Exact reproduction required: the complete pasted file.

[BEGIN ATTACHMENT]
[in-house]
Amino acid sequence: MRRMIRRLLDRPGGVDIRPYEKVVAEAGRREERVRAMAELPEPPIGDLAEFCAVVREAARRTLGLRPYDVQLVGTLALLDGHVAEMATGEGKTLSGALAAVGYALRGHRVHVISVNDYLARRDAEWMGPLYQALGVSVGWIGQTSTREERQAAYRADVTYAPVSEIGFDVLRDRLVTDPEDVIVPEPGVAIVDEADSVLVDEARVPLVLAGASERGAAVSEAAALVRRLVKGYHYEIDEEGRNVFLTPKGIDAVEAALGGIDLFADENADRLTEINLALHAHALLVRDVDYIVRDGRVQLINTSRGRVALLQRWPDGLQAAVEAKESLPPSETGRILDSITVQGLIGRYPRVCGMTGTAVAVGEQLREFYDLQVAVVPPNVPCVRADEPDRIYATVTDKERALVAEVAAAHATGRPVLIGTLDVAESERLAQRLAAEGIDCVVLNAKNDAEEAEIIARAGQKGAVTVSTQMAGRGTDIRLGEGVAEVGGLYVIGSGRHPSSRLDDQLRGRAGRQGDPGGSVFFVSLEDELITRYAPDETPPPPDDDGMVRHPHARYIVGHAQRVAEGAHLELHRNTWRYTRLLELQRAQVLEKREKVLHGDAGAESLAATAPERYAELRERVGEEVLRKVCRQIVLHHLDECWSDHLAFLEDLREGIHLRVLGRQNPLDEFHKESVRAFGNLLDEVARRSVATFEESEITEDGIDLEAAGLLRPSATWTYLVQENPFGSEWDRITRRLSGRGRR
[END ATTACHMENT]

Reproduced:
[in-house]
Amino acid sequence: MRRMIRRLLDRPGGVDIRPYEKVVAEAGRREERVRAMAELPEPPIGDLAEFCAVVREAARRTLGLRPYDVQLVGTLALLDGHVAEMATGEGKTLSGALAAVGYALRGHRVHVISVNDYLARRDAEWMGPLYQALGVSVGWIGQTSTREERQAAYRADVTYAPVSEIGFDVLRDRLVTDPEDVIVPEPGVAIVDEADSVLVDEARVPLVLAGASERGAAVSEAAALVRRLVKGYHYEIDEEGRNVFLTPKGIDAVEAALGGIDLFADENADRLTEINLALHAHALLVRDVDYIVRDGRVQLINTSRGRVALLQRWPDGLQAAVEAKESLPPSETGRILDSITVQGLIGRYPRVCGMTGTAVAVGEQLREFYDLQVAVVPPNVPCVRADEPDRIYATVTDKERALVAEVAAAHATGRPVLIGTLDVAESERLAQRLAAEGIDCVVLNAKNDAEEAEIIARAGQKGAVTVSTQMAGRGTDIRLGEGVAEVGGLYVIGSGRHPSSRLDDQLRGRAGRQGDPGGSVFFVSLEDELITRYAPDETPPPPDDDGMVRHPHARYIVGHAQRVAEGAHLELHRNTWRYTRLLELQRAQVLEKREKVLHGDAGAESLAATAPERYAELRERVGEEVLRKVCRQIVLHHLDECWSDHLAFLEDLREGIHLRVLGRQNPLDEFHKESVRAFGNLLDEVARRSVATFEESEITEDGIDLEAAGLLRPSATWTYLVQENPFGSEWDRITRRLSGRGRR